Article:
Field of Science

What is neuroimaging good for?

On page 32 of the November/December issue, Seed Magazine reports that in July of 2007
Neuroscientists seeking to discern whether culture affects the human brain examined those of a group of Americans and Nicaraguans as they watched different hand gestures specific to their respective cultures.
Hopefully, this is not what said neuroscientists (no reference is given) were actually trying to do, because fMRI is very expensive (it typically costs hundreds of dollars an hour just to rent the machine), and you wouldn't really need to do an experiment to answer this question.

I think it's fairly obvious that people respond differently to language-specific hand gestures (for one thing, they are more likely to respond to them). If people respond differently, then their brains should also respond differently. To suggest otherwise means that you believe that the difference in behavior is due to either (1) an immaterial soul that controls that can engage in activities independently of the body, or (2) these behaviors are controlled by some organ of the body outside the brain.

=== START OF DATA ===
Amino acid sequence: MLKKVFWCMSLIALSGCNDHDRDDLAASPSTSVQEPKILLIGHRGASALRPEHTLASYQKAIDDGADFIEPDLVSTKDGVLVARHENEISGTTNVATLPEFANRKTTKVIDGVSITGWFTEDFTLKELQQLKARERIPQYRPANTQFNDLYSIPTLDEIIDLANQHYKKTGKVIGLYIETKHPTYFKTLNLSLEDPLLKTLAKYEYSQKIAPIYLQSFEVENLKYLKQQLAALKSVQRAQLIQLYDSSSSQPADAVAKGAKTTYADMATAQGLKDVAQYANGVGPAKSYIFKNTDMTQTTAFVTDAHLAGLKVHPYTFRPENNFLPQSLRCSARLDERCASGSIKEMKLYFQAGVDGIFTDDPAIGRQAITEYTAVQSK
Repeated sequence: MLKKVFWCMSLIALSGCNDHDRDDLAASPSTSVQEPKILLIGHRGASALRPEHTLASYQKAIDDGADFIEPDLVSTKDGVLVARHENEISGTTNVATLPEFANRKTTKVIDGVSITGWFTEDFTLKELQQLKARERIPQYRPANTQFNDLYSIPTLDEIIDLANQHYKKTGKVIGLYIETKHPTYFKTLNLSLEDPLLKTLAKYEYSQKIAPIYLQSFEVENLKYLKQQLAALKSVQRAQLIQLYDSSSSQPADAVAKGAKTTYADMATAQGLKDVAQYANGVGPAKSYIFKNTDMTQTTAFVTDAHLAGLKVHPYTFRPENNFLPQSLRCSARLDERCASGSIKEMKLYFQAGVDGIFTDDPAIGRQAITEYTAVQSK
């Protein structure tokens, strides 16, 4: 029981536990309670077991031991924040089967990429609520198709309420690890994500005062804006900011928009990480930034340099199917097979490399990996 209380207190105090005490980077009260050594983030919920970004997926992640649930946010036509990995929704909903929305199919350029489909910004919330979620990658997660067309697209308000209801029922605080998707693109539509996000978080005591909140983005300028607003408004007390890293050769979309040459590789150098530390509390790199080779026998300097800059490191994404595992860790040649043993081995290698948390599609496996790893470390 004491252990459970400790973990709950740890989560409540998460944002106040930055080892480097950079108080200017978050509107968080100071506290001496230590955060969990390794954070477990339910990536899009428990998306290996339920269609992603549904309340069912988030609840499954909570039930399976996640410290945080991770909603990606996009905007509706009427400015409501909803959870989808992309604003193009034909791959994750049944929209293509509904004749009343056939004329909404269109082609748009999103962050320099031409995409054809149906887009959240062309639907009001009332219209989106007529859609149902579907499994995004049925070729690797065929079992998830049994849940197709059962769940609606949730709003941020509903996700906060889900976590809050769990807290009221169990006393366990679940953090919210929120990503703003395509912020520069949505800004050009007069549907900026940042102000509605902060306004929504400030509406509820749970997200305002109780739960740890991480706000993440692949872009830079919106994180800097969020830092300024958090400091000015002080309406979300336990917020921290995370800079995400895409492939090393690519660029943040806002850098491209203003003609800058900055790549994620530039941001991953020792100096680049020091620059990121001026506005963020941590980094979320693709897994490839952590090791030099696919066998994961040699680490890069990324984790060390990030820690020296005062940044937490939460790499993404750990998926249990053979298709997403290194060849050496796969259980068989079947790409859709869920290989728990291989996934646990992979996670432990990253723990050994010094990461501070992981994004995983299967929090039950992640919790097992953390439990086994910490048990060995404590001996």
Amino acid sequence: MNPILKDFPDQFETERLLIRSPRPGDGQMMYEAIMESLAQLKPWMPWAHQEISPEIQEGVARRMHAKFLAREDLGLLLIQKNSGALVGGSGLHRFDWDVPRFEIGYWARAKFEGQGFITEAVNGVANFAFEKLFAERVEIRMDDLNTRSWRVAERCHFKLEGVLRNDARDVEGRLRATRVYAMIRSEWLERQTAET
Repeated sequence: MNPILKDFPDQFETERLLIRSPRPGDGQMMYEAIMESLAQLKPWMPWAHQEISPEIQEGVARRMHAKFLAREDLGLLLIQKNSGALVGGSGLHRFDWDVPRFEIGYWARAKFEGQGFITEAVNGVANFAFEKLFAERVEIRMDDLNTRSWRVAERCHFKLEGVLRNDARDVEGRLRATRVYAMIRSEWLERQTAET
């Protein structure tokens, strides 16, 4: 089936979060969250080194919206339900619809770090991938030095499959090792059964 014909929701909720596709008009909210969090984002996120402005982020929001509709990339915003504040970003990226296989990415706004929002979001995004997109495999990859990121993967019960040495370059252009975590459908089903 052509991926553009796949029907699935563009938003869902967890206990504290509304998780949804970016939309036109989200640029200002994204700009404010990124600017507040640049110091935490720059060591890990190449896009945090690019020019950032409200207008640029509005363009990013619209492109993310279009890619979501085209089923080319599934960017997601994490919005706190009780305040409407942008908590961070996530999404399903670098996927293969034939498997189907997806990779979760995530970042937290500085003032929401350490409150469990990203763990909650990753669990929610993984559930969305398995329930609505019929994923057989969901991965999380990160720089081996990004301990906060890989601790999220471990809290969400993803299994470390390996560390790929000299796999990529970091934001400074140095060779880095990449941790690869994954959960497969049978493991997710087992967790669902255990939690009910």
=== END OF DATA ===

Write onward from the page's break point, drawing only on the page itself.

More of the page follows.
These are both logically possible hypotheses, but the research over the last few centuries makes them so unlikely to be the case that unless you have a really, really good reason to suspect that the brain is not involved in interpreting hand gestures, then it's not really worth the incredible cost of fMRI to answer this particular research question.

Seed is a decent, informative magazine, so the fact that they let this slip is just more evidence of how pervasive this thinking is.

No comments: